electric power transmission
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11-03-2010, 02:00 AM
give project and implimentation report on the above topic
Active In SP
Joined: Mar 2010
11-03-2010, 08:22 AM
Joined: Apr 2012
18-09-2012, 02:46 PM
Electric power transmission
Electric power.docx (Size: 36.61 KB / Downloads: 16)
• Electric power transmission is the bulk transfer of electrical power (or more correctly energy), a process in the delivery of electricity to consumers. A power transmission network typically connects power plants to multiple substations near a populated area.
• The wiring from substations to customers is referred to as Electricity Distribution, following the historic business model separating the wholesale electricity transmission business from distributors who deliver the electricity to the homes. Electric power transmission allows distant energy sources (such as hydroelectric power plants) to be connected to consumers in population centers, and may allow exploitation of low-grade fuel resources such as coal that would otherwise be too costly to transport to generating facilities.
• A power transmission network is referred to as a "grid". Multiple redundant lines between points on the network are provided so that power can be routed from any power plant to any load center, through a variety of routes, based on the economics of the transmission path and the cost of power. Much analysis is done by transmission companies to determine the maximum reliable capacity of each line, which, due to system stability considerations, may be less than the physical or thermal limit of the line.
An electrical grid is an interconnected network for delivering electricity from suppliers to consumers.
When referring to the power industry, "grid" is a term used for an electricity network which may support all or some of the following three distinct operations:
1. Electricity generation
2. Electric power transmission
3. Electricity distribution
The sense of grid is as a network, and should not be taken to imply a particular physical layout, or breadth. "Grid" may be used to refer to an entire continent's electrical network, a regional transmission network; or may be used to describe a subnetwork such as a local utility's transmission grid or distribution grid.
Electricity in a remote location might be provided by a simple distribution grid linking a central generator to homes. The traditional paradigm for moving electricity around in developed countries is more complex. Generating plants are usually located near a source of water, and away from heavily populated areasThe electric power which is generated is stepped up to a higher voltage—at which it connects to the transmission network. The transmission network will move(wheel) the power long distances—often across state lines, and sometimes across international boundaries—until it reaches its wholesale customer (usually the company that owns the local distribution network.) Upon arrival at the substation, the power will be stepped down in voltage—from a transmission level voltage to a distribution level voltage. As it exits the substation, it enters the distribution wiring. Finally, upon arrival at the service location, the power is stepped down again from the distribution voltage to the required service voltage(s).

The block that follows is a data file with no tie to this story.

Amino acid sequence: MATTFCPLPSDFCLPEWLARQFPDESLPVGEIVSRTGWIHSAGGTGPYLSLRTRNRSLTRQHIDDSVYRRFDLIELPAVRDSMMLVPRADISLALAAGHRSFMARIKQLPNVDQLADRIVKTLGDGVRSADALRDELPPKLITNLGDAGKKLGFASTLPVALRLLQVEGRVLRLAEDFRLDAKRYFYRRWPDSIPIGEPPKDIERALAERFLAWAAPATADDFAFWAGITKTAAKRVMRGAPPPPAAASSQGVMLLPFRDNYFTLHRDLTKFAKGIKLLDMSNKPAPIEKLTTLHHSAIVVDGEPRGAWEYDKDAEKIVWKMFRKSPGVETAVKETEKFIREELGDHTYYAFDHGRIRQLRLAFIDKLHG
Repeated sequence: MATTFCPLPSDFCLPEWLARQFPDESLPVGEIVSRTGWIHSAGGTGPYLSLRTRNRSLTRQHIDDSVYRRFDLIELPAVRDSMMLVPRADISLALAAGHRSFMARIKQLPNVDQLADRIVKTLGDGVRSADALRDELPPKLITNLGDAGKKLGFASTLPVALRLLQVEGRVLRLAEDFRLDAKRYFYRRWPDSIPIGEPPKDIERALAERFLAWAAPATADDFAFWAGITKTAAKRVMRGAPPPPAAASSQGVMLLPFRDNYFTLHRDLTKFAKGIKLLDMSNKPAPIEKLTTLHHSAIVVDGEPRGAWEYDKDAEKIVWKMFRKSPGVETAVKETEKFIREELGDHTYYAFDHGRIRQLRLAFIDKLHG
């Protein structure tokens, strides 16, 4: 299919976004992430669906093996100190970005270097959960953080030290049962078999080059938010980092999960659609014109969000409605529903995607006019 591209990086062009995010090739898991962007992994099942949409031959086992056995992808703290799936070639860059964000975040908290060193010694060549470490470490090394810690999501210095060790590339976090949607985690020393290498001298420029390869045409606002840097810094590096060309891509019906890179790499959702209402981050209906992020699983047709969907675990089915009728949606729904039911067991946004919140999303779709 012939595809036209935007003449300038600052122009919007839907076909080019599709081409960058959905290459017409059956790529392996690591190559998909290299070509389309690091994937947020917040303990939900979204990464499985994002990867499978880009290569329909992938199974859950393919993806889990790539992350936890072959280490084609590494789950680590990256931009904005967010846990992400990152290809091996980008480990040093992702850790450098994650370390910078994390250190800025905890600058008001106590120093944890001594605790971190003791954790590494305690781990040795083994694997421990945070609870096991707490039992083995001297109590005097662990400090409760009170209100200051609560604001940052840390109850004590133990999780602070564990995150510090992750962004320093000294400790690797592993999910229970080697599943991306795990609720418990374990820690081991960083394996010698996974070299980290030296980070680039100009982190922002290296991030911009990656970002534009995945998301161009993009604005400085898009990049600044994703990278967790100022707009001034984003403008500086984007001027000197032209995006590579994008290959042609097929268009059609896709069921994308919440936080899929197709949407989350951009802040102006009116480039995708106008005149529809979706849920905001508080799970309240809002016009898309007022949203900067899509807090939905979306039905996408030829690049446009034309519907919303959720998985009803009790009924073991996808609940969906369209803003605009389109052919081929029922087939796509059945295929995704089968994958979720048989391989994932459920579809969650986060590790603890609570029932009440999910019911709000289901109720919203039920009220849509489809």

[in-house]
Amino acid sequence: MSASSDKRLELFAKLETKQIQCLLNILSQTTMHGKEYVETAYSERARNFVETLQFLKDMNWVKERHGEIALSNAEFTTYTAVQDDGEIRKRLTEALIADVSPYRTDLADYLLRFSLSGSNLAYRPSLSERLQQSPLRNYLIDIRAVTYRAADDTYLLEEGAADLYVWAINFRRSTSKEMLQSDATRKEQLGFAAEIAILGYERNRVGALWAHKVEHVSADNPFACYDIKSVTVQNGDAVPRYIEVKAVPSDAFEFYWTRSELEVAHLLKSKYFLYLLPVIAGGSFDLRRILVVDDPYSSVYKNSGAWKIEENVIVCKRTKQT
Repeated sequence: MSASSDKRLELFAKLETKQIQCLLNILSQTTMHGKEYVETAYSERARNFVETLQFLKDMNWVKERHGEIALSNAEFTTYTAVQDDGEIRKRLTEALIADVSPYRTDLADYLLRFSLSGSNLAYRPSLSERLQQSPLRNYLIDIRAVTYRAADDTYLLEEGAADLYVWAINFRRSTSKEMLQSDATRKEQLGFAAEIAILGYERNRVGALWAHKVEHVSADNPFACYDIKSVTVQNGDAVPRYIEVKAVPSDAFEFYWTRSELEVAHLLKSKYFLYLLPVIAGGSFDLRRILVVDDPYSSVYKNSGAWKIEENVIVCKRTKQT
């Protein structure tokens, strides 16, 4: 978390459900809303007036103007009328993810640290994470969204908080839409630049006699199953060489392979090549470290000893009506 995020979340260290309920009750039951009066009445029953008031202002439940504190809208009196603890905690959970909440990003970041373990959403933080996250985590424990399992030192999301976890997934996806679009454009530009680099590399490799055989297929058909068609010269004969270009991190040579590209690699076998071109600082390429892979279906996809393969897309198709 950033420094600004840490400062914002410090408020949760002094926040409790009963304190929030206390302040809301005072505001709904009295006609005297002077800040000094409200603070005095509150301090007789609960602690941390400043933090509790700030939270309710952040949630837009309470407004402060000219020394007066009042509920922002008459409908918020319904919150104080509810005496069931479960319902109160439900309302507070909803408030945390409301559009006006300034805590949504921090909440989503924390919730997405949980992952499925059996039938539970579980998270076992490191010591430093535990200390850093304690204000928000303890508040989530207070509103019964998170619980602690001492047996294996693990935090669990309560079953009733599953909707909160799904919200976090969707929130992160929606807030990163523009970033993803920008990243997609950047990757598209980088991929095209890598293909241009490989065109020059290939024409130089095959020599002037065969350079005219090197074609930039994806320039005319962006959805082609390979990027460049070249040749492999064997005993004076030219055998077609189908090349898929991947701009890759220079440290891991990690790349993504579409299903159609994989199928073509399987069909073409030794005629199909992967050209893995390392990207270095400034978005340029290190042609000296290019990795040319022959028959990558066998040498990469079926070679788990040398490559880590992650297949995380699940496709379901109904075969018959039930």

This traditional centralized model along with its distinctions are breaking down with the introduction of new technologies. For example, the characteristics of power generation can in some new grids be entirely opposite of those listed above. Generation can occur at low levels in dispersed locations, in highly populated areas, and not outside the distribution grids
GENERATION OF ELECTRICITY IN INDIA
• India is world's 6th largest energy consumer, accounting for 3.4% of global energy consumption. Due to India's economic rise, the demand for energy has grown at an average of 3.6% per annum over the past 30 years.
• More than 50% of India's commercial energy demand is met through the country's vast coal reserves.
• About 76% of the electricity consumed in India is generated by thermal power plants,
• 21% by hydroelectric power plants
• 4% by nuclear power plants.
• The country has also invested heavily in recent years on renewable sources of energy such as wind energy.
TRANSMISSION AND DISTRIBUTION OF ELECTRICITY
• Transmission of electricity is defined as bulk transfer of power over a long distance at high voltage, generally of 132kV and above. In India bulk transmission has increased from 3,708ckm in 1950 to more than 265,000ckm today.
• The entire country has been divided into five regions for transmission systems, namely, Northern Region, North Eastern Region, Eastern Region, Southern Region and Western Region. The Interconnected transmission system within each region is also called the regional grid.
• The total installed generating capacity in the country is over 135,000MW and the total number of consumers is over 144 million. Apart from an extensive transmission system network at 500kV HVDC, 400kV, 220kV, 132kV and 66kV which has developed to transmit the power from generating station to the grid substations, a vast network of sub transmission in distribution system has also come up for utilisation of the power by the ultimate consumers.
• High technical losses in the system are primarily due to inadequate investments over the years for system improvement works, which has resulted in unplanned extensions of the distribution lines, overloading of the system elements like transformers and conductors, and lack of adequate reactive power support.
• The commercial losses are mainly due to low metering efficiency, theft & pilferages. This may be eliminated by improving metering efficiency, proper energy accounting & auditing and improved billing & collection efficiency. Fixing of accountability of the personnel / feeder managers may help considerably in reduction of AT&C loss.